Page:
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Category Archives: Hypothyroidism
What is the thyroid gland?
The thyroid gland is a butterfly-shaped endocrine gland that is normally located in the lower front of the neck. The thyroids job is to make thyroid hormones, which are secreted into the blood and then carried to every tissue in the body. Thyroid hormone helps the body use energy, stay warm and keep the brain, heart, muscles, and other organs working as they should.
Hypothyroidism is an underactive thyroid gland. Hypothyroidism means that the thyroid gland cant make enough thyroid hormone to keep the body running normally. People are hypothyroid if they have too little thyroid hormone in the blood. Common causes are autoimmune disease, surgical removal of the thyroid, and radiation treatment.
When thyroid hormone levels are too low, the bodys cells cant get enough thyroid hormone and the bodys processes start slowing down. As the body slows, you may notice that you feel colder, you tire more easily, your skin is getting drier, youre becoming forgetful and depressed, and youve started getting constipated. Because the symptoms are so variable and non-specific, the only way to know for sure whether you have hypothyroidism is with a simple blood test for TSH.
KEEPING OTHER PEOPLE INFORMED
Tell your family members. Because thyroid disease runs in families, you should explain your hypothyroidism to your relatives and encourage them to get regular TSH tests. Tell your other doctors and your pharmacist about your hypothyroidism and the drug and dose with which it is being treated. If you start seeing a new doctor, tell the doctor that you have hypothyroidism and you need your TSH tested every year. If you are seeing an endocrinologist, ask that copies of your reports be sent to your primary care doctor.
WHAT CAN YOU EXPECT OVER THE LONG TERM?
There is no cure for hypothyroidism, and most patients have it for life. There are exceptions: many patients with viral thyroiditis have their thyroid function return to normal, as do some patients with thyroiditis after pregnancy.
Hypothyroidism may become more or less severe, and your dose of thyroxine may need to change over time. You have to make a lifetime commitment to treatment. But if you take your pills every day and work with your doctor to get and keep your thyroxine dose right, you should be able to keep your hypothyroidism completely controlled throughout your life. Your symptoms should disappear and the serious effects of low thyroid hormone should stop getting worse and should actually improve. If you keep your hypothyroidism well-controlled, it will not shorten your life span.
There can be many reasons why the cells in the thyroid gland cant make enough thyroid hormone. Here are the major causes, from the most to the least common.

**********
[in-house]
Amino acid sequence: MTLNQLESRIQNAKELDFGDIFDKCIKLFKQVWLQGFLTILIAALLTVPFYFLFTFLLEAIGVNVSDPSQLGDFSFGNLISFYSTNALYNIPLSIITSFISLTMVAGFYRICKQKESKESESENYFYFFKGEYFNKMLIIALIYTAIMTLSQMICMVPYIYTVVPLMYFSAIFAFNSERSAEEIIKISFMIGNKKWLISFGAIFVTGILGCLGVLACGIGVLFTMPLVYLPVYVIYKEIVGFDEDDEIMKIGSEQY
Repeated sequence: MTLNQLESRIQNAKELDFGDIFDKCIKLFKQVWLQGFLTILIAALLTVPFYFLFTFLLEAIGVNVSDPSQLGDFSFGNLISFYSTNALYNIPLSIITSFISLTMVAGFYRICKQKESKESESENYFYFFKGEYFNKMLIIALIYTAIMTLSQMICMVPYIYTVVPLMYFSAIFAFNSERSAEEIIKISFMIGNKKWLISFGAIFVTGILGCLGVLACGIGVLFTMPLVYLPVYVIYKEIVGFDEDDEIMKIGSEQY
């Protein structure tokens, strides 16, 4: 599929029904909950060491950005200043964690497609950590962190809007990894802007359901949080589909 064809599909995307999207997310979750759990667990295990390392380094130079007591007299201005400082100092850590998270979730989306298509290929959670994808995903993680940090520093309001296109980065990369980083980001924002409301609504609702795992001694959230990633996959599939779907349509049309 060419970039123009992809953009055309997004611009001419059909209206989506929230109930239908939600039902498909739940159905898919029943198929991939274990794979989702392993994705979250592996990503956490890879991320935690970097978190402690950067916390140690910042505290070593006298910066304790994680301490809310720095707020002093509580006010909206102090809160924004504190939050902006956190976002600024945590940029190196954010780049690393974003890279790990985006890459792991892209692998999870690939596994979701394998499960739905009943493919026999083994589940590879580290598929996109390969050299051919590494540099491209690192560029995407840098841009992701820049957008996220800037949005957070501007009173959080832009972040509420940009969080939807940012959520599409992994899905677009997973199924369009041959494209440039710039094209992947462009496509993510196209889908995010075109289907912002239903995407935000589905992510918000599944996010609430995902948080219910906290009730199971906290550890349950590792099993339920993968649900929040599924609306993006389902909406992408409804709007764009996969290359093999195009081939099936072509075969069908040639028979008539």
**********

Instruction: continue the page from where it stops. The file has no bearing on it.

Hypothyroidism (//; from hypo- meaning under or reduced, plus thyroid), often called underactive thyroid or low thyroid and sometimes hypothyreosis, is a common endocrine disorder in which the thyroid gland does not produce enough thyroid hormone. It can cause a number of symptoms, such as tiredness, poor ability to tolerate cold, and weight gain. In children, hypothyroidism leads to delays in growth and intellectual development, which is called cretinism in severe cases. The diagnosis of hypothyroidism, when suspected, can be confirmed with blood tests measuring thyroid-stimulating hormone (TSH) and thyroxine levels.
Worldwide, too little iodine in the diet is the most common cause of hypothyroidism. In countries with enough dietary iodine, the most common cause of hypothyroidism is the autoimmune condition Hashimoto's thyroiditis. Less common causes include the following: previous treatment with radioactive iodine, injury to the hypothalamus or the anterior pituitary gland, certain medications, a lack of a functioning thyroid at birth, or previous thyroid surgery.
Hypothyroidism can be treated with manufactured levothyroxine; the dose is adjusted according to symptoms and normalization of the thyroxine and TSH levels. In Western countries, hypothyroidism occurs in 0.30.4% while subclinical hypothyroidism, a milder form of hypothyroidism characterized by normal thyroxine levels and an elevated TSH level, is thought to occur in 4.38.5%. Dogs are also known to develop hypothyroidism and in rare circumstances cats and horses can also have the disorder.
People with hypothyroidism often have no or only mild symptoms. Numerous symptoms and signs are associated with hypothyroidism, and can be related to the underlying cause, or a direct effect of having not enough thyroid hormones. Hashimoto's thyroiditis may present with the mass effect of a goiter (enlarged thyroid gland).
Delayed relaxation after testing the ankle jerk reflex is a characteristic sign in hypothyroidism and is associated with the severity of the hormone deficit.
Man with myxedema or severe hypothyroidism showing an expressionless face, puffiness around the eyes and pallor
Additional finding include swelling of the arms and legs and significant ascites.
Myxedema coma is a rare but life-threatening state of extreme hypothyroidism. It may occur in those who are known to have hypothyroidism when they develop another illness, but it can be the first presentation of hypothyroidism. The illness is characterized by very low body temperature without shivering, confusion, a slow heart rate and reduced breathing effort. There may be physical signs suggestive of hypothyroidism, such as skin changes or enlargement of the tongue.